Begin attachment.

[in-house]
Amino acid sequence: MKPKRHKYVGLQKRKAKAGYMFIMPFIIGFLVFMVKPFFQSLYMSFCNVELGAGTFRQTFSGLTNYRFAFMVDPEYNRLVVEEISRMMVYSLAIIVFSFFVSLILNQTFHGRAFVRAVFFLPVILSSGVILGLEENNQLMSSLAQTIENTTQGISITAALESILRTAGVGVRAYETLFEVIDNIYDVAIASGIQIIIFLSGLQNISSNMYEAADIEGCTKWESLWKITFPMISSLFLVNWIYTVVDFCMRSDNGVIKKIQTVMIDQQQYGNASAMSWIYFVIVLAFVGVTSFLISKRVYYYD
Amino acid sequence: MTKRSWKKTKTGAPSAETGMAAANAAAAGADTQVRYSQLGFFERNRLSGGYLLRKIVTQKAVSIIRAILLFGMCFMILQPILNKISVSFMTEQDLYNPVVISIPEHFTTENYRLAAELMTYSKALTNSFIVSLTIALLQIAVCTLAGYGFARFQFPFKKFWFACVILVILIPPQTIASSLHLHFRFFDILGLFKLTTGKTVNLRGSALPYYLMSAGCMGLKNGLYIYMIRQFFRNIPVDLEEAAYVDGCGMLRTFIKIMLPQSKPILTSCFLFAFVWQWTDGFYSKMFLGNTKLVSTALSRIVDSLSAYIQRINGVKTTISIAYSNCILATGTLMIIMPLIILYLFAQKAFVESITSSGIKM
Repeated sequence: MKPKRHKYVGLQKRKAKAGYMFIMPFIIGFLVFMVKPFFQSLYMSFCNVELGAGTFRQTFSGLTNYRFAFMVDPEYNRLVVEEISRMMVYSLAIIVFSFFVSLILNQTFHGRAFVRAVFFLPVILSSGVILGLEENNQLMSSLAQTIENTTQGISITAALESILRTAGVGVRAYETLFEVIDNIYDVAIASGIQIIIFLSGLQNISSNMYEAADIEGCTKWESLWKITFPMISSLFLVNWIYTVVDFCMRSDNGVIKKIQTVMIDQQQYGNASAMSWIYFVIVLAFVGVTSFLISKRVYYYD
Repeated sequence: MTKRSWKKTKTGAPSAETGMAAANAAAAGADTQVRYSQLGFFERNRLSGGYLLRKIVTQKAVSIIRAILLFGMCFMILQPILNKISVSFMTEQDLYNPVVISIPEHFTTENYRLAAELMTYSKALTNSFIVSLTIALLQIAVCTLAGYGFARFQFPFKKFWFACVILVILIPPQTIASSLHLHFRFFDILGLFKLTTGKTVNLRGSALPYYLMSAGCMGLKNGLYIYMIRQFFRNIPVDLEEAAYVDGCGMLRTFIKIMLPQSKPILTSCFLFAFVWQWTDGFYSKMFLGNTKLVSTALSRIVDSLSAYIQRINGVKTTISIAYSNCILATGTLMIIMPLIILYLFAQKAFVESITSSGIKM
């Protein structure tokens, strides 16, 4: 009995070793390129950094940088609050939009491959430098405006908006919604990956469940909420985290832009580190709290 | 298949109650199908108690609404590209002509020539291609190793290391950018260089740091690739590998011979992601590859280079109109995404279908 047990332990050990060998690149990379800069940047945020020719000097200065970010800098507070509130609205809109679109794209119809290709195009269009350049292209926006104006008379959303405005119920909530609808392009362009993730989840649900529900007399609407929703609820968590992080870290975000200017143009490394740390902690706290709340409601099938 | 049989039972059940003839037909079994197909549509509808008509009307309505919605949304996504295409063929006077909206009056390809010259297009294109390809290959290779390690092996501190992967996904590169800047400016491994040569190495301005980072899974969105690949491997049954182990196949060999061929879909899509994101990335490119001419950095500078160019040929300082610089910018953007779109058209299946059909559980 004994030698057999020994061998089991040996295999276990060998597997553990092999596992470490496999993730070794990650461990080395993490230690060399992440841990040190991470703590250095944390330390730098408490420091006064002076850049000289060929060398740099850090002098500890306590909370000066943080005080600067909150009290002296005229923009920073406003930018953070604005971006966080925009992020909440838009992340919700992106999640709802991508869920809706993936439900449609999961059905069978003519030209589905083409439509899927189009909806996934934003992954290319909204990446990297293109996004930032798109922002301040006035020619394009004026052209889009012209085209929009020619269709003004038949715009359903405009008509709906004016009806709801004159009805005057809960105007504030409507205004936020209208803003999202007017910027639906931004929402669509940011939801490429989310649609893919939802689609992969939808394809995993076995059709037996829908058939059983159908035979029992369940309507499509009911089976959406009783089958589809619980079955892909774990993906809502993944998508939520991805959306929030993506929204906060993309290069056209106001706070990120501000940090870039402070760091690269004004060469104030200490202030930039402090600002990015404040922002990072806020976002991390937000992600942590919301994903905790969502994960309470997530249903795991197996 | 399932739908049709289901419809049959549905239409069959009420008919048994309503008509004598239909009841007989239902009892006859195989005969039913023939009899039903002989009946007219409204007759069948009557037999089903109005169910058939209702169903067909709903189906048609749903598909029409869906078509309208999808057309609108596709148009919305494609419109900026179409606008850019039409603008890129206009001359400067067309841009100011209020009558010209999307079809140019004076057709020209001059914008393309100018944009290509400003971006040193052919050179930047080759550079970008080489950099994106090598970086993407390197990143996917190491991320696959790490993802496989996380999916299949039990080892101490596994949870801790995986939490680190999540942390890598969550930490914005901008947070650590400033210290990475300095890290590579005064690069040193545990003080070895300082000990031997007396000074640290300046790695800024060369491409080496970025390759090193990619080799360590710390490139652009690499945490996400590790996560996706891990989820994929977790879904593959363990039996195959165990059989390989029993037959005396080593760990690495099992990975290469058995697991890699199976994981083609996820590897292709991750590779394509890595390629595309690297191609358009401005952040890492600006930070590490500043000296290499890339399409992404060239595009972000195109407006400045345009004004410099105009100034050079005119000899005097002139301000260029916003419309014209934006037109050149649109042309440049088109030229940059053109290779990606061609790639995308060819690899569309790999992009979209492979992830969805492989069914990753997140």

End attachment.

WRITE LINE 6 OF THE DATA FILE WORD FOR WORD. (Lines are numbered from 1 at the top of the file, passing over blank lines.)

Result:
């Protein structure tokens, strides 16, 4: 009995070793390129950094940088609050939009491959430098405006908006919604990956469940909420985290832009580190709290 | 298949109650199908108690609404590209002509020539291609190793290391950018260089740091690739590998011979992601590859280079109109995404279908 047990332990050990060998690149990379800069940047945020020719000097200065970010800098507070509130609205809109679109794209119809290709195009269009350049292209926006104006008379959303405005119920909530609808392009362009993730989840649900529900007399609407929703609820968590992080870290975000200017143009490394740390902690706290709340409601099938 | 049989039972059940003839037909079994197909549509509808008509009307309505919605949304996504295409063929006077909206009056390809010259297009294109390809290959290779390690092996501190992967996904590169800047400016491994040569190495301005980072899974969105690949491997049954182990196949060999061929879909899509994101990335490119001419950095500078160019040929300082610089910018953007779109058209299946059909559980 004994030698057999020994061998089991040996295999276990060998597997553990092999596992470490496999993730070794990650461990080395993490230690060399992440841990040190991470703590250095944390330390730098408490420091006064002076850049000289060929060398740099850090002098500890306590909370000066943080005080600067909150009290002296005229923009920073406003930018953070604005971006966080925009992020909440838009992340919700992106999640709802991508869920809706993936439900449609999961059905069978003519030209589905083409439509899927189009909806996934934003992954290319909204990446990297293109996004930032798109922002301040006035020619394009004026052209889009012209085209929009020619269709003004038949715009359903405009008509709906004016009806709801004159009805005057809960105007504030409507205004936020209208803003999202007017910027639906931004929402669509940011939801490429989310649609893919939802689609992969939808394809995993076995059709037996829908058939059983159908035979029992369940309507499509009911089976959406009783089958589809619980079955892909774990993906809502993944998508939520991805959306929030993506929204906060993309290069056209106001706070990120501000940090870039402070760091690269004004060469104030200490202030930039402090600002990015404040922002990072806020976002991390937000992600942590919301994903905790969502994960309470997530249903795991197996 | 399932739908049709289901419809049959549905239409069959009420008919048994309503008509004598239909009841007989239902009892006859195989005969039913023939009899039903002989009946007219409204007759069948009557037999089903109005169910058939209702169903067909709903189906048609749903598909029409869906078509309208999808057309609108596709148009919305494609419109900026179409606008850019039409603008890129206009001359400067067309841009100011209020009558010209999307079809140019004076057709020209001059914008393309100018944009290509400003971006040193052919050179930047080759550079970008080489950099994106090598970086993407390197990143996917190491991320696959790490993802496989996380999916299949039990080892101490596994949870801790995986939490680190999540942390890598969550930490914005901008947070650590400033210290990475300095890290590579005064690069040193545990003080070895300082000990031997007396000074640290300046790695800024060369491409080496970025390759090193990619080799360590710390490139652009690499945490996400590790996560996706891990989820994929977790879904593959363990039996195959165990059989390989029993037959005396080593760990690495099992990975290469058995697991890699199976994981083609996820590897292709991750590779394509890595390629595309690297191609358009401005952040890492600006930070590490500043000296290499890339399409992404060239595009972000195109407006400045345009004004410099105009100034050079005119000899005097002139301000260029916003419309014209934006037109050149649109042309440049088109030229940059053109290779990606061609790639995308060819690899569309790999992009979209492979992830969805492989069914990753997140």